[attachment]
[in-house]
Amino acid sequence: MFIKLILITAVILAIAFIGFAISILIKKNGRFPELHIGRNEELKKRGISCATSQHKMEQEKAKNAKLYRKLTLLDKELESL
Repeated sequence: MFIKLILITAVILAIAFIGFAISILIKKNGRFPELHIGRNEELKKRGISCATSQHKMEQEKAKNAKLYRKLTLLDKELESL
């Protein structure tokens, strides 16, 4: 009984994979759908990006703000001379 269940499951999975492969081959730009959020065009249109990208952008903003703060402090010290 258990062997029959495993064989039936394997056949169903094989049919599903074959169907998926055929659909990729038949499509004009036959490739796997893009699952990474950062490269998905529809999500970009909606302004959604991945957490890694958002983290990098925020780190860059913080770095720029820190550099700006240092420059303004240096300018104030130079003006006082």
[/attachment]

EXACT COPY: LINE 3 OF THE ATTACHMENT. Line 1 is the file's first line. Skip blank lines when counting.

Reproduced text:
Repeated sequence: MFIKLILITAVILAIAFIGFAISILIKKNGRFPELHIGRNEELKKRGISCATSQHKMEQEKAKNAKLYRKLTLLDKELESL